In traditional martial arts you need to go through a formal grading process to achieve your next belt or rank advancement. However, BJJ is not your traditional martial arts. It’s very informal in nature and so is the grading process. Belts are awarded through their tenure marred with blood and sweat on the mats and often take a hell of a longer time to achieve compared with other martial arts.
I personally liked this method as the rank you achieve is the one you deserve – that is, the rank is awarded to you when your instructor feels that you are ready (rather than after a performance of pre-arranged techniques).
I achieved all of my ranks this way, except for my black. It wasn’t until I got my black in an impromptu grading process and upon reflection, did I re-evaluate my perception which in turn, made me see the value of formal gradings.
Sure, it’s great to receive a new belt when you least it expect it based on when your instructor feels you’re ready. But the only criticism I have of this practice is that there is no pressure! It would be similar to the scenario where a person who crushes everyone in his/her gym but crumbles under the pressure of competition. And it is exactly during these conditions when one will truly know if he or she has the mastery expected of them or not.
In short, from my experience in traditional martial arts, informal BJJ gradings and competition experience, I believe (and will start to personally adopt) a grading process that encompasses these three aspects:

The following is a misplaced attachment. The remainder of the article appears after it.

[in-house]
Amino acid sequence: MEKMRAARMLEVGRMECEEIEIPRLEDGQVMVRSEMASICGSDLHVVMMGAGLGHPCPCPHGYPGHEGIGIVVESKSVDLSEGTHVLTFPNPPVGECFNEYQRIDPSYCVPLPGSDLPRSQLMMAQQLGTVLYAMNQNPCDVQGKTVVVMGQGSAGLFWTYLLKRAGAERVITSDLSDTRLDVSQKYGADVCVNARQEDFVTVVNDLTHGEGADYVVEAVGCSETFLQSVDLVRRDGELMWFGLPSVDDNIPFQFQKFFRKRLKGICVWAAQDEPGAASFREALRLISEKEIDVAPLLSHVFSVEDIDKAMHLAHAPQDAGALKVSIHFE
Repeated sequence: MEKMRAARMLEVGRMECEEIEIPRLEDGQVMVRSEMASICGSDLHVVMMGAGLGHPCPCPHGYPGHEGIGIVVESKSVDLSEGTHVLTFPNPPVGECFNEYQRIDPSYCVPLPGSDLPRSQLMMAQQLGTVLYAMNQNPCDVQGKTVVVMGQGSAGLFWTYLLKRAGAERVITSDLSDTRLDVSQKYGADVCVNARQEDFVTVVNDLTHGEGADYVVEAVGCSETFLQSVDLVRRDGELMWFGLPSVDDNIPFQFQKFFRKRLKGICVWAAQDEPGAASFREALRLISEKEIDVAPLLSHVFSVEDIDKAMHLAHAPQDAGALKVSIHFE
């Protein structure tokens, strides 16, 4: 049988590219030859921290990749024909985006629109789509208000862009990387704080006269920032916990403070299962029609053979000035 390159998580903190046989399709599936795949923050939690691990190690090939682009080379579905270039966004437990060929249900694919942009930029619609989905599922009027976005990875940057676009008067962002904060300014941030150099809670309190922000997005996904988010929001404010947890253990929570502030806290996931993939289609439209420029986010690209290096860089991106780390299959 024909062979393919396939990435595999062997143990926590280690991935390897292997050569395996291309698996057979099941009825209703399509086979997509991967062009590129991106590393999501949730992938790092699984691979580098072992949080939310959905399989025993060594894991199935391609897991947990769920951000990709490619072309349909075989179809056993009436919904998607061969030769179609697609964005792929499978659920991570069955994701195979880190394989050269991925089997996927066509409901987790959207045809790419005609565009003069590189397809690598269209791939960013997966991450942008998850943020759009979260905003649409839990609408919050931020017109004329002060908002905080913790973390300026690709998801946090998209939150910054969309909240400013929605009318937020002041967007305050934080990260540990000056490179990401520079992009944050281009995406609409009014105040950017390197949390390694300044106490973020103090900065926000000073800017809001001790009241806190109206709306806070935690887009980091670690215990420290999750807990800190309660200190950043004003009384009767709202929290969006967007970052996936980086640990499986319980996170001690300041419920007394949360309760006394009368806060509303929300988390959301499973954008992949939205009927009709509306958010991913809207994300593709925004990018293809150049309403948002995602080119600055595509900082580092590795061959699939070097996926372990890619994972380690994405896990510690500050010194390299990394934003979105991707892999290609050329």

Traditional – You need to be able to execute a pre-determined list of techniques as a guideline and minimum benchmark of what is expected at that level.
BJJ – You need to pay your dues and demonstrate diligence and persistence in mastering the craft.
Competition – And most importantly, in my opinion, one needs to be able to demonstrate his or her techniques under duress and have his or her heart and mental fortitude tested through supervised combative rounds.
Give our BJJ program a go and experience the improvements to all of these fields. It is considered to be an excellent first style where the skills are easily transferable.
"I had heard about ICC through a friend who had been training there so I decided to visit for a training session. The head instructors, David and Steven were friendly and knowledgeable and the community was beyond welcoming. It definitely won't be the last time I'm visiting! I would highly recommend ICC for those interested in getting started on the journeys!OSS!"
"Stopped by for a visit, everyone was friendly and welcoming. David and Steven are both excellent instructors taking the time to share finer details. Would highly recommend for those looking to try something new or those who already have some experience in martial arts."
"it’s a really nicely fitted out gym. The instructors are great and the atmosphere is very friendly. Amazing place to train!"
"Great place for training martial arts! Everyone is super friendly and just like a big family, plus there's heaps of events on. 10/10 recommend!"
"Joined this gym a couple of years ago and little did I know it would be one of the best decisions I’ve ever made. I can honestly vouch for the kind and supportive nature of the ICC team and family on and off the Matt’s.
I’ve progressed from not knowing a thing about Brazilian jiu jitsu and feeling unsure about joining up to recently entering grappling industries under the guidance of coaches David and Steven coming out winning 2 golds and a Silver medal having 15 fights on the day.
There is not a day I can think of where training has been unenjoyable. Rolls are always fun and challenging and improvement is always recognised and commended by all. Some of the best tips and advice I’ve been given in the gym have been from other students themselves.
All in all I highly recommend ICC to men, women, boys and girls of all ages whether it be you’re looking for a way to get in shape or the ability to protect yourself ICC is the place to be. And if you’re unsure like I was take the leap and give it your all I promise you won’t be disappointed.- Arthur Flevaris"